As I watched this concert, memories like the one mentioned above came back to me in sips of nostalgia like a whisper of silk, beckoning and subtle (Okay, not that one). The tunes; I knew them all. I grew up during Styx's constant climbs among the American Top Forty and outdoor cookouts at dusk. Each verse is a look back through a sepia-toned window into a slice of my childhood heavily exploited among the songs of crickets and sun flashes off Dad's suped-up Camaro. A forgotten time when my best friend and I put up a toll booth along the street in front of the house and when a car did come along they actually paid. THEY ACTUALLY PAID!!

I got a little worked up while watching it as well. Tommy Shaw and "JY" run from side to side, never missing a lick. Their guitars solos are red-hot and ice-cold at the same time, and mean—"smash-the-dashboard-mean." Dennis' voice is still fabulous and his piano playing is smooth and precise. The only guy I found out of place wasn't the new drummer, Todd, but one of the original members, Chuck Panozzo, who looks all the more like a geek with his bouncing and silly grin plastered on his face. It was only mildly perturbing.To say that I enjoyed this DVD I guess is without underscoring the fact that I enjoyed it nearly to death, and probably at the risk of upsetting the neighbors. Alas, they do not enjoy my playing along with the tunes on my Jackson plugged into a Marshal stack nearly as much as they enjoythe peace and quiet of the neighborhood otherwise. A little snooping has revealed that my next-door neighbor has recently subscribed to "Pipe-bomb Chemist Weekly," and I still refuse to open my mailbox. I suppose I am revealing a little too much about myself though, so I'll move on.

The sound is great, the picture is more than adequate, although a little fuzzy at times, and the songs are classics. What more could you possibly want? The band plays 17 tracks live in front of attendants at Chicago's Paradise Theater on the Autumnal Equinox, 1996:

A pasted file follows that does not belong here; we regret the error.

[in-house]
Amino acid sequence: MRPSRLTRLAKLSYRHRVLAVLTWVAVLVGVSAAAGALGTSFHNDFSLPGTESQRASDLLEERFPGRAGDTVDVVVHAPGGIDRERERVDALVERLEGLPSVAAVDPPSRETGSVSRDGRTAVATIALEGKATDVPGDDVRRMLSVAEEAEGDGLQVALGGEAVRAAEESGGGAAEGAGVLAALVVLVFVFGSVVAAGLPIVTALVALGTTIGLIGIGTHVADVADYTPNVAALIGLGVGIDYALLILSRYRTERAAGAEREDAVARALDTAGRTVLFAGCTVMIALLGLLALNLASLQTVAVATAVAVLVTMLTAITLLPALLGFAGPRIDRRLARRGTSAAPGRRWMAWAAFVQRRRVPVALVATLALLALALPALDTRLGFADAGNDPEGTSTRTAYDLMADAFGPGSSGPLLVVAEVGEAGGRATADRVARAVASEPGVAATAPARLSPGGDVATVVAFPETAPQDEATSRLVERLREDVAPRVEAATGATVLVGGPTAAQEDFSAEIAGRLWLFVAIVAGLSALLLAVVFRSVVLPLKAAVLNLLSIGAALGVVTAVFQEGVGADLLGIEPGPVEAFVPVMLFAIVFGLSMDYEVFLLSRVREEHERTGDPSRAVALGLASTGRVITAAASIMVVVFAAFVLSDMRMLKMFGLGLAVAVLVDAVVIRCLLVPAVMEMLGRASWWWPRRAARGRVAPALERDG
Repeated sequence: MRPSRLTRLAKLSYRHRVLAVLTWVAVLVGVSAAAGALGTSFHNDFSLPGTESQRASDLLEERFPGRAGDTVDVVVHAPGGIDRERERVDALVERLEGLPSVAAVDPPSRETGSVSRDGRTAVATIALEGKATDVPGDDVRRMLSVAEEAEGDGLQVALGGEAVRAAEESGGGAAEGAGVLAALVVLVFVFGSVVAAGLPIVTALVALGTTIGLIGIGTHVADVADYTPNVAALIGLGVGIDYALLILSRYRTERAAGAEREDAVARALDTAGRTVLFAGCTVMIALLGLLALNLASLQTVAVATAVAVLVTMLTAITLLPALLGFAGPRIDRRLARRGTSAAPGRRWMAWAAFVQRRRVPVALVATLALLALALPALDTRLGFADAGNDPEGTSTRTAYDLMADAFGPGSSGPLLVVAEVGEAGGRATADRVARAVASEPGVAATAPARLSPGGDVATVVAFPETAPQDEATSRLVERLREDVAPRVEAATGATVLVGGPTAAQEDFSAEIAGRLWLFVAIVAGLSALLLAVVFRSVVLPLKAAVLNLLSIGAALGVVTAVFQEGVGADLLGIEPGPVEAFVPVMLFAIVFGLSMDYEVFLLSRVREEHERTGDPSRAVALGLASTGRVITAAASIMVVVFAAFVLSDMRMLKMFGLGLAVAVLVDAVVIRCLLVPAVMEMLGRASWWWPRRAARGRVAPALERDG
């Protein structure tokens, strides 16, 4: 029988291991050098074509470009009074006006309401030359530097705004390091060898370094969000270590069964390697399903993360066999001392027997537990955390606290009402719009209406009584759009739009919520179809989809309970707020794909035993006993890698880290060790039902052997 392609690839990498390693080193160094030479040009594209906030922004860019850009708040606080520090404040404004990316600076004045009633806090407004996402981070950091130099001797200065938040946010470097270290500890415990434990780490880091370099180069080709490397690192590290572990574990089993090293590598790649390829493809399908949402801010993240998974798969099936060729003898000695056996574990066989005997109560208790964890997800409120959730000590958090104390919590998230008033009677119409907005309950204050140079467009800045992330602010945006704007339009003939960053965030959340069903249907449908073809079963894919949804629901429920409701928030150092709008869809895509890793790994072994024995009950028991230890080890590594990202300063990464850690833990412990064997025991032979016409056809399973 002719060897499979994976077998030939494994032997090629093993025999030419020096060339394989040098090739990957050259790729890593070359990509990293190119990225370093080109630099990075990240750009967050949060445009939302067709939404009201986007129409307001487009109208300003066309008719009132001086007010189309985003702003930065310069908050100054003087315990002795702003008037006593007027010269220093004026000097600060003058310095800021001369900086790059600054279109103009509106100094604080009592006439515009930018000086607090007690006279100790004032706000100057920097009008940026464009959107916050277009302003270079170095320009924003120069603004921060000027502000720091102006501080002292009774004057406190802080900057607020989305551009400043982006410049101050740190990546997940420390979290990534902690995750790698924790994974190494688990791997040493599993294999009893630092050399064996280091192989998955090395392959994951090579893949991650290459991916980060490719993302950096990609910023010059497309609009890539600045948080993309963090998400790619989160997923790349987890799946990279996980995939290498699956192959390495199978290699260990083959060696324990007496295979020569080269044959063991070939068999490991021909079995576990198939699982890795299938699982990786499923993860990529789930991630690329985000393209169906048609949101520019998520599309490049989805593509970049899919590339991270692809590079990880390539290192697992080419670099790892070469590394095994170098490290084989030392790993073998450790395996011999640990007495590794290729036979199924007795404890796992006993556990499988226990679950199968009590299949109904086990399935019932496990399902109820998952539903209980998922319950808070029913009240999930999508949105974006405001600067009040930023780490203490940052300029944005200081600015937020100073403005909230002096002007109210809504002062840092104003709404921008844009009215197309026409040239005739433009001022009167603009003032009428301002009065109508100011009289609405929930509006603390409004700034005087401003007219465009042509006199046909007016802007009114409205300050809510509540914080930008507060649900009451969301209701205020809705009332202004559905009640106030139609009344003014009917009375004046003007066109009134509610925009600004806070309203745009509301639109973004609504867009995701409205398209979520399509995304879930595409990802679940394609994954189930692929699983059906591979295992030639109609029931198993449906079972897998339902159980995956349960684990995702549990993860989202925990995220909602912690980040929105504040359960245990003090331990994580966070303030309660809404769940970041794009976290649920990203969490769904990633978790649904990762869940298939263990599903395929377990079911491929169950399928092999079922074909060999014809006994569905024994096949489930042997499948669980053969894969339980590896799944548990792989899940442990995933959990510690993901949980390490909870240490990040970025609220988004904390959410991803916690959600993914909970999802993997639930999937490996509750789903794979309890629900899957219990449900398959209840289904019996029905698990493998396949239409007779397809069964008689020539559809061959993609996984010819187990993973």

Rockin' The Paradise
Blue Collar Man
Lady
Too Much Time On My Hands
Snowblind
Suite Madame Blue
Crystal Ball
Grand Illusion
Fooling Yourself
Show Me The Way
Boat On The River
Lorelei
Babe
Miss America
Come Sail Away
Renegade
The Best Of Times


Rating for Style: C
Rating for Substance: B+

 

Image Transfer

 OneTwo
Aspect Ratio1.33:1 - Full Frameno - no
Original Aspect Ratioyesno
Anamorphicnono


Image Transfer Review: The image was pressed from video shot in typical concert fashion, with cranes, sweeps and arches. I found the stage lighting to be the culprit for the majority of the problems with the image on this disc, which include darkness, over brightness at times, and just plain old aesthetics. Of course, this was the final concert of the tour which actually began there as well, and I am certain that the first concert probably had a more professional setup. On the other hand there were a few video dropouts and some color bleeding (mostly reds), but in all the image was fine.

It's a shame that the density of the crowd wasn't lit well enough to show off the fact that the house was jammed to the doors, or that not enough emphasis was placed with POV from the stage, but again, this is me nitpicking it to death.

At a casual glance you'll probably not notice the majority of the issues that I take with the image on this DVD as I'm seeing it at 125 inches diagonal, which dictates every single flaw in the picture because it is amplified by that multiple. For movies, this serves me well. For concert videos, it has precious little to do with what is truly important...the music.



Image Transfer Grade: C

 

Audio Transfer